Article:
Court Protects BitTorrent Pirate From Overaggressive Filmmakers

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Filmmakers and other rightsholders should not be allowed to aggressively exploit copyright law for financial gain. In a recent court order, an Oregon Judge denied the makers of The Cobbler a request for more than $17,000 in attorney fees, arguing that individual downloaders don't have to pay for more than their fair share of the piracy problem.

cobblerIn recent years, file-sharers around the world have been pressured to pay significant settlement fees, or face legal repercussions.

These so-called “copyright trolling” efforts have been a common occurrence in the United States for more than half a decade.

The makers of the Adam Sandler movie The Cobbler are one of the parties actively involved in these practices. In one of their Oregon cases they recently settled with local resident Santos Cerritos, after a lengthy legal back-and-forth.

Cerritos eventually agreed to pay the statutory minimum damages of $750 and reasonable attorney fees. A substantial amount, but better than the $150,000 maximum damages rightsholders often want.

However, when the filmmakers announced their fees demand things took a turn for the worse. They wanted Cerritos to pay for their entire legal bill of $17,348, which is many times more than the damage award itself.

The accused pirate protested this request in court and in a recent ruling Oregon Magistrate Judge Stacie Beckerman agreed that the “fee-shifting” request is unreasonable.

The Judge notes that the damages amount in the settlement is already substantial and that it acts as a proper deterrent. That is enough. The defendant should not be required to fund the filmmakers’ copyright enforcement actions.

“In light of the substantial financial penalty already imposed, an attorney fee award is not necessary to deter further infringement, nor is a fee award necessary to encourage Plaintiff to continue to protect its rights, where Plaintiff has been vigilant to date and has the resources to police their copyright,” Judge Beckerman writes.

In a critical note, the Judge adds that these BitTorrent cases are creating results that are not in line with the goals of the Copyright Act. Instead, the threat of unreasonably high damages creates an unequal and unfair bargaining position.

“For this Court to award Plaintiff its attorney’s fees in this case would only contribute to the continued overaggressive assertion and negotiation of these Copyright Act claims,” she notes.

As a result of such overaggressive actions, several defendants have chosen not to defend themselves at all, opting for a default judgment instead. This isn’t purely in the interest of justice, but rather to exploit copyright law for commercial gain, the Judge suggests.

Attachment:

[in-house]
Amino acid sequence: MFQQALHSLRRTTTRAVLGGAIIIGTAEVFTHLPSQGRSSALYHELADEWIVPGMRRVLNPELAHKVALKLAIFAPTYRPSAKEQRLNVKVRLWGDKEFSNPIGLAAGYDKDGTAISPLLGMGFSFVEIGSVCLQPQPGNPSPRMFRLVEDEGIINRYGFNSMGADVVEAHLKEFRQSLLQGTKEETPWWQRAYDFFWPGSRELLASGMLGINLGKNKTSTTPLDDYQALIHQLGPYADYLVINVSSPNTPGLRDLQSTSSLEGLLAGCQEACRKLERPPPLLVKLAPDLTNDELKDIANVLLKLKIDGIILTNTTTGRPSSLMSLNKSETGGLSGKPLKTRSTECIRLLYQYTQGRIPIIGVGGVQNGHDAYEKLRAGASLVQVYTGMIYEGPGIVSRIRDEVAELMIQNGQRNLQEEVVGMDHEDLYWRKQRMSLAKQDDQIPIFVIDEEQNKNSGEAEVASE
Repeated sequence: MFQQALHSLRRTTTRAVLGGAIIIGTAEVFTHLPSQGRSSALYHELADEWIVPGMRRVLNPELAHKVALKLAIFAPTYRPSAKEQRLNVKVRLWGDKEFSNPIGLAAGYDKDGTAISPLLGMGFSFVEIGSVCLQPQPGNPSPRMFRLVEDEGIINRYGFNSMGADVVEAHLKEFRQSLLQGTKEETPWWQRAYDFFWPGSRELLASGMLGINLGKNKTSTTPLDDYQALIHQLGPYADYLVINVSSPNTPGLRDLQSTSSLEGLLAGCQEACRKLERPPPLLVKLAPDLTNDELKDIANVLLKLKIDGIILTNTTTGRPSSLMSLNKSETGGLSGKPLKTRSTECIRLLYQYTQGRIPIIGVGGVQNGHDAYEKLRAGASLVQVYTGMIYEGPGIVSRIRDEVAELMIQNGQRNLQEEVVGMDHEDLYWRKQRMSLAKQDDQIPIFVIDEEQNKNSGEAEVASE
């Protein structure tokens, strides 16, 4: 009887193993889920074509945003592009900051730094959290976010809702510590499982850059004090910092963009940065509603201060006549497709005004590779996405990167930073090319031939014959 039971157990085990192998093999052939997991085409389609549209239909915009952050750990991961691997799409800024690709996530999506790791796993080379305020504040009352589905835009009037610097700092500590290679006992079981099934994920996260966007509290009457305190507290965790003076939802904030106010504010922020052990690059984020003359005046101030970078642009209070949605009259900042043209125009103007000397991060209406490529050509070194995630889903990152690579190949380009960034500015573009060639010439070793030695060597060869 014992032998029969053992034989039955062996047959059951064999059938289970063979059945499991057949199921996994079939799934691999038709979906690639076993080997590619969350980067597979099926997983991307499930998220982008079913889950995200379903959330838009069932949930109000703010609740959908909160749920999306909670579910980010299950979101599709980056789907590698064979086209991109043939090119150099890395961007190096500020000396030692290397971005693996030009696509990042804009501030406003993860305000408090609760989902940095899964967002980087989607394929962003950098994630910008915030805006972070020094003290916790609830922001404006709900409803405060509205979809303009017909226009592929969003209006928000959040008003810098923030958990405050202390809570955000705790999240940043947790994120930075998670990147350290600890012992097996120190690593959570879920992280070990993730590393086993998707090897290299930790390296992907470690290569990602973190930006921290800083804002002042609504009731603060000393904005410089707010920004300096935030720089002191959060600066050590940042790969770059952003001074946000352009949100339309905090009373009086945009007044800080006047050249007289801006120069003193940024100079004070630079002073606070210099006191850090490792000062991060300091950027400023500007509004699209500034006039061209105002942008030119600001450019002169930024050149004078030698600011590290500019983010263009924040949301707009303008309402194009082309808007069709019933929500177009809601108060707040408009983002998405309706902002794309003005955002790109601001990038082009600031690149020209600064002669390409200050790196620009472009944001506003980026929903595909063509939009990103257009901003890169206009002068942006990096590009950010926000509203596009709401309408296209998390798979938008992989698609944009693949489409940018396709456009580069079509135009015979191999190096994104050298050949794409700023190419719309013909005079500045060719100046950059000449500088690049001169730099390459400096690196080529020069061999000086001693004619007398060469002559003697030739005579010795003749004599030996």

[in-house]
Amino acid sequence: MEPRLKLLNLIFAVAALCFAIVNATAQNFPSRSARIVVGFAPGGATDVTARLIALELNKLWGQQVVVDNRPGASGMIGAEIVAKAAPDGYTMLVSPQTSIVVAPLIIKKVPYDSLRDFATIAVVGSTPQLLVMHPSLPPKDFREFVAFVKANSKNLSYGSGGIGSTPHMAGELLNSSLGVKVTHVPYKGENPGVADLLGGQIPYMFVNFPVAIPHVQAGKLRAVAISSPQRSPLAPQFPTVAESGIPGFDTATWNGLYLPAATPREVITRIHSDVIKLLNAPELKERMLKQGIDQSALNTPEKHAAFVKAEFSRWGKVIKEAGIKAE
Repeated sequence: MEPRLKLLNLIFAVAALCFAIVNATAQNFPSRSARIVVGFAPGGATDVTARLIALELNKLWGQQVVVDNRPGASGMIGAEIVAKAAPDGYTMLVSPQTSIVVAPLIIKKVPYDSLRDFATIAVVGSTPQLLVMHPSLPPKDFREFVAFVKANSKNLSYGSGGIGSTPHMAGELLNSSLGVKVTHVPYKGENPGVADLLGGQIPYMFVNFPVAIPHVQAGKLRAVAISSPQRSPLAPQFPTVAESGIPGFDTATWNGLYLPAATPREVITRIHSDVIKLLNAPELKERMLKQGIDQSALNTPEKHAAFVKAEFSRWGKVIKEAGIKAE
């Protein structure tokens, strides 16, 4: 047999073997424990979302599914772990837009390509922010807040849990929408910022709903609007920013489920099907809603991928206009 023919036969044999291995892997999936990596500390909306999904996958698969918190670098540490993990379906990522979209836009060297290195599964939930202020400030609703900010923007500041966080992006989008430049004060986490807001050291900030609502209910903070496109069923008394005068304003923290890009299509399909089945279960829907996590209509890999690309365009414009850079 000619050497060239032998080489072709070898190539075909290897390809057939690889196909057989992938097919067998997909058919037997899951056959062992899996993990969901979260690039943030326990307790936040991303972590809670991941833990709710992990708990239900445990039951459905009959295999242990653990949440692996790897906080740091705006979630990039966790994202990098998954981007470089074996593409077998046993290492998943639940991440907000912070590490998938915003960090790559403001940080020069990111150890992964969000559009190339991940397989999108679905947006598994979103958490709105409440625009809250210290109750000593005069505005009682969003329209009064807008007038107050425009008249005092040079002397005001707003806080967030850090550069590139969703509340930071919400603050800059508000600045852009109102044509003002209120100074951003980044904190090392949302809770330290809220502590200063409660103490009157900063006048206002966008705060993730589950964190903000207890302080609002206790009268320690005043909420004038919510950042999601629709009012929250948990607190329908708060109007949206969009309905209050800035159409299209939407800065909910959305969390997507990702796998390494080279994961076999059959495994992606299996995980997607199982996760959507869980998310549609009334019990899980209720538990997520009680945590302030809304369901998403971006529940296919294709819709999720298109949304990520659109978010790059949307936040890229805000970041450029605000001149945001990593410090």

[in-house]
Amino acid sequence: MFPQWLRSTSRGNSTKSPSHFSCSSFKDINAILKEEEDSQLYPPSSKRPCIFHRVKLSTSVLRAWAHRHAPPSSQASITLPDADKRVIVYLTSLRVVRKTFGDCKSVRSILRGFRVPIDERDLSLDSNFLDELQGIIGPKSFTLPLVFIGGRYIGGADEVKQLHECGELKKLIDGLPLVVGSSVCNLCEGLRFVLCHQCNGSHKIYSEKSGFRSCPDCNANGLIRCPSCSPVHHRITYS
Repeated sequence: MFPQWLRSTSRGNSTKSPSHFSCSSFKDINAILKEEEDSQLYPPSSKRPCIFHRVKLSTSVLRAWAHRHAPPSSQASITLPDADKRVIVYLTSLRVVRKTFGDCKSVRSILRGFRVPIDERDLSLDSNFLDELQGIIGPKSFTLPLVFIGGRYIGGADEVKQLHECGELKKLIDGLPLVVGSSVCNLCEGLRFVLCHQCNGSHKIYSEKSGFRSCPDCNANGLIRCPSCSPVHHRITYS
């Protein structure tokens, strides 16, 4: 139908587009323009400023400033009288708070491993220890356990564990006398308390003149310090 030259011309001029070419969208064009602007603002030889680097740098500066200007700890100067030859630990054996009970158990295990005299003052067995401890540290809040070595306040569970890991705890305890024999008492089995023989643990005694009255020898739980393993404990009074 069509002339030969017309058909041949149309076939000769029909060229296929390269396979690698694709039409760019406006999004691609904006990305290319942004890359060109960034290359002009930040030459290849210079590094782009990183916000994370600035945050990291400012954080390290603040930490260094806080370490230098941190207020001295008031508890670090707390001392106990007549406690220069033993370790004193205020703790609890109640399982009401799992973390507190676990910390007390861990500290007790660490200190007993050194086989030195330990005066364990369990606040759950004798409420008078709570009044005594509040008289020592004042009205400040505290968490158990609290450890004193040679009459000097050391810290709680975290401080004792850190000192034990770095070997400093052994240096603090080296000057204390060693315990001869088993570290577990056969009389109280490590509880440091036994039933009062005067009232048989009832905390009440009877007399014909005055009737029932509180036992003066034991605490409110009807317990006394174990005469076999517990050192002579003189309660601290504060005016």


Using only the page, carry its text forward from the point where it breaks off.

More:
“A startling number of subscribers are failing to show up for Rule 45 depositions, and alleged infringers are more often than not choosing default judgments over litigation,” Judge Beckerman writes.

“By allowing this scenario to occur for several years now, the federal courts are not assisting in the administration of justice, but are instead enabling plaintiffs’ counsel and their LLC clients to receive a financial windfall by exploiting copyright law.”

Another argument against the high demand for attorney fees is the fact that the filmmakers unnecessarily prolonged the case. The case could have been settled early, but the rightsholder refused to do so, likely for financial reasons.

Keeping Cerritos’ financial position in mind, Judge Backerman doesn’t see it as appropriate to leave the defendant with more than $17,000 in debt that could have been avoided with an early settlement.

“If the Court were to force Cerritos to pay Plaintiff’s counsel his fee of $17,348.60, it would take Cerritos and his family years and years to satisfy that debt. It is a debt that was avoidable had counsel working together cooperatively to resolve this case.”

The Judge therefore denies the motion for attorney fees. While admitting that piracy is a problem, she doesn’t believe that these high costs are a burden an individual downloader should carry.

“Online piracy is a serious problem that demands meaningful solutions. Plaintiff has every right to enforce the copyright it holds, but not to demand that individual consumers who downloaded a single movie pay more than their share of the problem,” Judge Beckerman concludes.

Although Cerritos still lost the case and still owes the $750 in damages and $525 in other costs, he will be pleased with this outcome. Others who are in the same position will be glad too. It presents another hurdle to the ‘copyright trolls’ and makes it a little easier for their targets to fight similar demands.

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